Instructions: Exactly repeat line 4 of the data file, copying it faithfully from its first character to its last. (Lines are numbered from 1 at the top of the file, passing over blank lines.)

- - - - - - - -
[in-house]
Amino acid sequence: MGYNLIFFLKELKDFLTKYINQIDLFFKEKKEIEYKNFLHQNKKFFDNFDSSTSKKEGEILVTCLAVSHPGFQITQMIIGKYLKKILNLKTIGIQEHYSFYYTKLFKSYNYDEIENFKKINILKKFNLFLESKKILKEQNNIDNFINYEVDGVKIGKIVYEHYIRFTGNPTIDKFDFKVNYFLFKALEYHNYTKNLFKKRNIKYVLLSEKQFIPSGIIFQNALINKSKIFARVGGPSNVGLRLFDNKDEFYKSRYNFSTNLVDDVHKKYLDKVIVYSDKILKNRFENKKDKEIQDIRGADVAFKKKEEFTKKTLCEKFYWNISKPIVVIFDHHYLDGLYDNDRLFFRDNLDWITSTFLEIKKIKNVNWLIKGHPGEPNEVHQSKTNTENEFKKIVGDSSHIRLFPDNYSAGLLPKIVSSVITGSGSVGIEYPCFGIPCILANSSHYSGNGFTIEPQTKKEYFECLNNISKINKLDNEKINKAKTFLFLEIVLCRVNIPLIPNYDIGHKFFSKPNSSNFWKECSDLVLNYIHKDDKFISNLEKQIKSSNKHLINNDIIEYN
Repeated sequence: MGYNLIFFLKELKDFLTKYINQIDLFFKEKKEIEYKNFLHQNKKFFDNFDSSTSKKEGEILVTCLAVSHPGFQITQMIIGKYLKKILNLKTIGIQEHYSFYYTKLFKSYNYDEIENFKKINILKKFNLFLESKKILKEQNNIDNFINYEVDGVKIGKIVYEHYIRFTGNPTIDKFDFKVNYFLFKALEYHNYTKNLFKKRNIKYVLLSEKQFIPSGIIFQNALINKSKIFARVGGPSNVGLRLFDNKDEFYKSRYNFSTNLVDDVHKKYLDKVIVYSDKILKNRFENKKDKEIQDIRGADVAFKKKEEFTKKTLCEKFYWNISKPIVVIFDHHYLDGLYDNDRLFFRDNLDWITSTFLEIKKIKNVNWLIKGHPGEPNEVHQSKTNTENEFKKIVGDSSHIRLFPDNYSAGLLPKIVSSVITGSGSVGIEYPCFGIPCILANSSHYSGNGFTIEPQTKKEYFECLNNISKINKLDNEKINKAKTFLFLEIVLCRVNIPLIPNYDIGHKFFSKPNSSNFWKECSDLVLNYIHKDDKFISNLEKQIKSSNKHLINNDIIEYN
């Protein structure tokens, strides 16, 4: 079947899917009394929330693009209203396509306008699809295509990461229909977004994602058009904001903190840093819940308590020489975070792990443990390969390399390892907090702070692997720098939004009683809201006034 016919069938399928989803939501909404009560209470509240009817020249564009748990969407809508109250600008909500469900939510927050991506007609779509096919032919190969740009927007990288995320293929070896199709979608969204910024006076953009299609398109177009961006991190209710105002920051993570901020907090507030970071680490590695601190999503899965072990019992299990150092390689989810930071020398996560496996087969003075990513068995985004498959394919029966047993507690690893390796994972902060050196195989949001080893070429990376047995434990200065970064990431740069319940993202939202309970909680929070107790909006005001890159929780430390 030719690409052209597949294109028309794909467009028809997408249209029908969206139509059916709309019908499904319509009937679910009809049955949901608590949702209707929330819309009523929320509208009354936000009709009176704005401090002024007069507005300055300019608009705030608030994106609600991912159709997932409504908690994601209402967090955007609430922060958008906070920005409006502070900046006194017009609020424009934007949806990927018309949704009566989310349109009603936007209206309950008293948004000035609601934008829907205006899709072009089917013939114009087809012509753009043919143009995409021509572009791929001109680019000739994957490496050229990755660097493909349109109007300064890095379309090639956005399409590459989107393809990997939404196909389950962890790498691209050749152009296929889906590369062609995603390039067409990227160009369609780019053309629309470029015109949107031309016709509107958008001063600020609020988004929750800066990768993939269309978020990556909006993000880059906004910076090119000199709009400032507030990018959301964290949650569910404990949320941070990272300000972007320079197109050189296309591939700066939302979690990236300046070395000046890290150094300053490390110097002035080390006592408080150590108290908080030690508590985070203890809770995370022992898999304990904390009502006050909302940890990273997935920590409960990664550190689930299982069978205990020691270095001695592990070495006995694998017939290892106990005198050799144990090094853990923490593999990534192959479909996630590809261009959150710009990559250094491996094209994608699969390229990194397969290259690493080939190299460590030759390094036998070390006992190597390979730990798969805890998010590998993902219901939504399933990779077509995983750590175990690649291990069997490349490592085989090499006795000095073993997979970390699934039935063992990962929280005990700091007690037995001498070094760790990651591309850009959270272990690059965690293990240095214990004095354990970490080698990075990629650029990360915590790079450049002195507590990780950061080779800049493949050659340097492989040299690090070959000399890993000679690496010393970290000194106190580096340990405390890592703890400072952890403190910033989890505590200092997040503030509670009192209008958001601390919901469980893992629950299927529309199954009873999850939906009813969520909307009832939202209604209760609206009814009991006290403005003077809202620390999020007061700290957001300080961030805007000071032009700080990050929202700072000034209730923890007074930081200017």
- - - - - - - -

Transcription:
């Protein structure tokens, strides 16, 4: 079947899917009394929330693009209203396509306008699809295509990461229909977004994602058009904001903190840093819940308590020489975070792990443990390969390399390892907090702070692997720098939004009683809201006034 016919069938399928989803939501909404009560209470509240009817020249564009748990969407809508109250600008909500469900939510927050991506007609779509096919032919190969740009927007990288995320293929070896199709979608969204910024006076953009299609398109177009961006991190209710105002920051993570901020907090507030970071680490590695601190999503899965072990019992299990150092390689989810930071020398996560496996087969003075990513068995985004498959394919029966047993507690690893390796994972902060050196195989949001080893070429990376047995434990200065970064990431740069319940993202939202309970909680929070107790909006005001890159929780430390 030719690409052209597949294109028309794909467009028809997408249209029908969206139509059916709309019908499904319509009937679910009809049955949901608590949702209707929330819309009523929320509208009354936000009709009176704005401090002024007069507005300055300019608009705030608030994106609600991912159709997932409504908690994601209402967090955007609430922060958008906070920005409006502070900046006194017009609020424009934007949806990927018309949704009566989310349109009603936007209206309950008293948004000035609601934008829907205006899709072009089917013939114009087809012509753009043919143009995409021509572009791929001109680019000739994957490496050229990755660097493909349109109007300064890095379309090639956005399409590459989107393809990997939404196909389950962890790498691209050749152009296929889906590369062609995603390039067409990227160009369609780019053309629309470029015109949107031309016709509107958008001063600020609020988004929750800066990768993939269309978020990556909006993000880059906004910076090119000199709009400032507030990018959301964290949650569910404990949320941070990272300000972007320079197109050189296309591939700066939302979690990236300046070395000046890290150094300053490390110097002035080390006592408080150590108290908080030690508590985070203890809770995370022992898999304990904390009502006050909302940890990273997935920590409960990664550190689930299982069978205990020691270095001695592990070495006995694998017939290892106990005198050799144990090094853990923490593999990534192959479909996630590809261009959150710009990559250094491996094209994608699969390229990194397969290259690493080939190299460590030759390094036998070390006992190597390979730990798969805890998010590998993902219901939504399933990779077509995983750590175990690649291990069997490349490592085989090499006795000095073993997979970390699934039935063992990962929280005990700091007690037995001498070094760790990651591309850009959270272990690059965690293990240095214990004095354990970490080698990075990629650029990360915590790079450049002195507590990780950061080779800049493949050659340097492989040299690090070959000399890993000679690496010393970290000194106190580096340990405390890592703890400072952890403190910033989890505590200092997040503030509670009192209008958001601390919901469980893992629950299927529309199954009873999850939906009813969520909307009832939202209604209760609206009814009991006290403005003077809202620390999020007061700290957001300080961030805007000071032009700080990050929202700072000034209730923890007074930081200017």